I first leaned to apply the statement above when making graphic design decisions marketing media, especially websites. In that application its another way of saying “less is more.”
It can also apply to career selection. On the left is a pair of DISC charts for a person who has been doing regulatory consulting for the past decade. His natural, unmasked behavioral style is illustrated on the right chart, his adapted, working style to the left of that. In this example, were looking at the blue “C” bars and how much they differ.
Doing detail orientated regulatory/high compliance work is not a great fit for this person’s natural “C”/compliant style as shown by the score of 24 on the right chart. After 10 years of dealing with the details, he adapted his behavioral style significantly to become significantly more compliant as the job required. However a style adaption this significant will take its emotional toll. So upon noticing this on the chart, I asked him: “Have you really enjoyed doing that kind of work? He candid response: I’ve hated it!
My logical next question was: With all of the other talents you have, why did you do it for so long? The answer lies in the next tea leaf, his motivators. His chart on the right show he is a passionate utilitarian: Driven by results and, in this case money. His answer to why he would do work that he hated for so long was simple. “People kept paying me and paying me very well. So I kept taking their money and doing it.”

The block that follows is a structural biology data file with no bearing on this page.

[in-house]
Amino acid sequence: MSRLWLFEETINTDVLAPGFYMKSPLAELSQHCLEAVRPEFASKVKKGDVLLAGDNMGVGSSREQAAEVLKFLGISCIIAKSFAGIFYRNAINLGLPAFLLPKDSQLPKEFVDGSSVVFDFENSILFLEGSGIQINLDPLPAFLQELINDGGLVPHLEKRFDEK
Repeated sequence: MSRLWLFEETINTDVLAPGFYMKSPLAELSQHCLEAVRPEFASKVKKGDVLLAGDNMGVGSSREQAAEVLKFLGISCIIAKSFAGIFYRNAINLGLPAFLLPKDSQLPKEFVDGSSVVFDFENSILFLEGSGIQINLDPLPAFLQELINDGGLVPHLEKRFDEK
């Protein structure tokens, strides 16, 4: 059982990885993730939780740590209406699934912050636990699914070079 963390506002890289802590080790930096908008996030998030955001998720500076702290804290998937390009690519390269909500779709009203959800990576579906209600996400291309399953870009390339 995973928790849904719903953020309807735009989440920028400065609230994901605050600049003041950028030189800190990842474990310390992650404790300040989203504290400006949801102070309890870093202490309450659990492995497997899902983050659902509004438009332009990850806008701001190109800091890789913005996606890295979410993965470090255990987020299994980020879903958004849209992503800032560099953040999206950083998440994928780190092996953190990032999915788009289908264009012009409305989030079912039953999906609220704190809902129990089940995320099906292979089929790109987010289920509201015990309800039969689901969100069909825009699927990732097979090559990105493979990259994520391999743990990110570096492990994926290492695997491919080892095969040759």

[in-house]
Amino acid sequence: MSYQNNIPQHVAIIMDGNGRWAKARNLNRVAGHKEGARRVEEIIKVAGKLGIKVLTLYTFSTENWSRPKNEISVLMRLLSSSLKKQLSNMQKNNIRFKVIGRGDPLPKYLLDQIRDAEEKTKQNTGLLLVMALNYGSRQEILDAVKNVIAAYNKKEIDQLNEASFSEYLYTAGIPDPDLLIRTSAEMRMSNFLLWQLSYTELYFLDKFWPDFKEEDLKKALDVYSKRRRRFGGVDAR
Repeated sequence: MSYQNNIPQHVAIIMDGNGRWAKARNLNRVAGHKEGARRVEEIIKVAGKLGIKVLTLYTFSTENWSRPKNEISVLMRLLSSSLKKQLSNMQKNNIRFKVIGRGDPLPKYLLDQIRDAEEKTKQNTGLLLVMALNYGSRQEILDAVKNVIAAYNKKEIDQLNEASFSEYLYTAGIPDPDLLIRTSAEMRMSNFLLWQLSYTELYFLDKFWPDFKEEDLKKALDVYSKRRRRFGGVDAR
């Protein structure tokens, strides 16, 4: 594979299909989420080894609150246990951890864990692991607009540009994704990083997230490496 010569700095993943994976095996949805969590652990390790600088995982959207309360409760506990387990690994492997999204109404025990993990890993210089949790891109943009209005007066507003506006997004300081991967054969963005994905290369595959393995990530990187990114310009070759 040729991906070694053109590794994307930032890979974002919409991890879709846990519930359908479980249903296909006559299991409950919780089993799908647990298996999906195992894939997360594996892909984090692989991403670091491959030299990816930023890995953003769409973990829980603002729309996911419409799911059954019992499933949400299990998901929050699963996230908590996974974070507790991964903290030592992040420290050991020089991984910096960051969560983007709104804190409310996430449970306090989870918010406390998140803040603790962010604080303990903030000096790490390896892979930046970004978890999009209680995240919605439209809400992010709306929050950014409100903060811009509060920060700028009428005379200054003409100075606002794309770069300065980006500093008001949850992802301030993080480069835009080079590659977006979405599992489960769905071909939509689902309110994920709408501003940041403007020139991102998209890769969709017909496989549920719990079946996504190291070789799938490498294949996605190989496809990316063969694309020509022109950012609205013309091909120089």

Not everyone could do this without melting down. But being so driven by the financial rewards, he was fulfilled even though, for him it was energy draining work.
So here we have a case where the DISC profile that indicated the person was not ideally suited for the job. Yet the strong motivation prevailed and he had he skills and capacities to do the job and do it well.
For those who believe that DISC analysis alone is an effective predictor of job performance, this is my exhibit one in support the case that you need a broader perspective to make effective talent decisions. That said, the question that was unasked and unanswered for ten years: “Is this a situation where we can predict star performance?” The short answer is no. To quote author Jim Collins, this is a case where “good is the enemy of great.” Somewhere outside of a highly regulated environment, there is a happier, more productive place for him.